Supreme Court Rejects InfoWars’ Owen Shroyer’s Appeal Against J6 Conviction Despite Never Entering Capitol Building

The Supreme Court has rejected an appeal from InfoWars host Owen Shroyer concerning his conviction linked to the January 6th protests.

Shroyer, a highly popular commentator and activist with Alex Jones’s InfoWars, was convicted of a misdemeanor and sentenced to 60 days in prison after pleading guilty to engaging in “disruptive and riotous behavior” at the Capitol Building, despite never entering the building.

His appeal was denied as part of a routine list of orders released on Monday morning, with no Justice dissenting or commenting on the decision.

In his petition to the court, Shroyer’s lawyers argued that the District Court failed to acknowledge his “unique role” as a journalist and violated his First Amendment rights.

“The precedent has been set. You can be arrested & sentenced for legal & lawful speech,” Shroyer wrote on X after his appeal was rejected. “My case was the precedent. The message is clear. Speak out against government & risk arrest,” he added.

Although Shroyer did not enter the Capitol, he had previously signed a deferred prosecution agreement after disrupting a House Judiciary Committee hearing during Donald Trump’s impeachment proceedings in 2019.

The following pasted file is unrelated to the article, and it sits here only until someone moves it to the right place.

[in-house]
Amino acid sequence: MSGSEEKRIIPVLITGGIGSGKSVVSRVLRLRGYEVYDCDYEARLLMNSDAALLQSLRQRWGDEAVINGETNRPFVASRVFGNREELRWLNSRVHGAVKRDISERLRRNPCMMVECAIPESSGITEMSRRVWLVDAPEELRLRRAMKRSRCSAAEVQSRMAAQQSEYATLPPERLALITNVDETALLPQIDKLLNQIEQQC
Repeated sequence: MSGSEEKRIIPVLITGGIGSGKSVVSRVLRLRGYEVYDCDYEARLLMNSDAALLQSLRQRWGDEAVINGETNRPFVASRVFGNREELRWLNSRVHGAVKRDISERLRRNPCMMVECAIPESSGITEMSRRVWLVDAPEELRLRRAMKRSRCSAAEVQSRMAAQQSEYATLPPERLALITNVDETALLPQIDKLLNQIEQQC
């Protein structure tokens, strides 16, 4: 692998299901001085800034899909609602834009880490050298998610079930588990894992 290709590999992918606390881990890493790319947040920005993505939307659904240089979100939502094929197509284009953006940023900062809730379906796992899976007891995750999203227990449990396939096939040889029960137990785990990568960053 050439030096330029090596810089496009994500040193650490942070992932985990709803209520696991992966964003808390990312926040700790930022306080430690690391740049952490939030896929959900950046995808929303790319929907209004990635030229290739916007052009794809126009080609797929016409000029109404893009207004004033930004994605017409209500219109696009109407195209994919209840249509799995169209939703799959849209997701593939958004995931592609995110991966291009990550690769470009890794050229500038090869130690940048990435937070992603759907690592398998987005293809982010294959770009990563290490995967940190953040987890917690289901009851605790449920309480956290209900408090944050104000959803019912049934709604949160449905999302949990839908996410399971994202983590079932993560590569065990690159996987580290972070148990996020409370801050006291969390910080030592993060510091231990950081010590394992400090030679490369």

As part of the agreement, Shroyer agreed not to “utter loud, threatening, or abusive language or engage in any disorderly or disruptive conduct” anywhere on the U.S. Capitol Grounds with the “intent to disrupt the orderly conduct of any congressional session.”

After attending the Stop the Steal rallies on January 6th, prosecutors targeted Shroyer, accusing him of inciting the events with his prior “violent rhetoric.”

“The Democrats are posing as communists, but we know what they really are,” he said at the time. “They’re just tyrants, they’re tyrants. And so today, on January 6, we declare death to tyranny! Death to tyrants!”

“Shroyer helped create January 6,” the prosecutors wrote at the time.

“Shroyer cannot light a fire near a can of gasoline and then express concern or disbelief when it explodes,” they added.

For now, Shroyer’s ordeal of imprisonment and prosecution has ended. However, the battle for justice continues for the hundreds of others who protested the 2020 presidential election results.

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By Hunter Fielding
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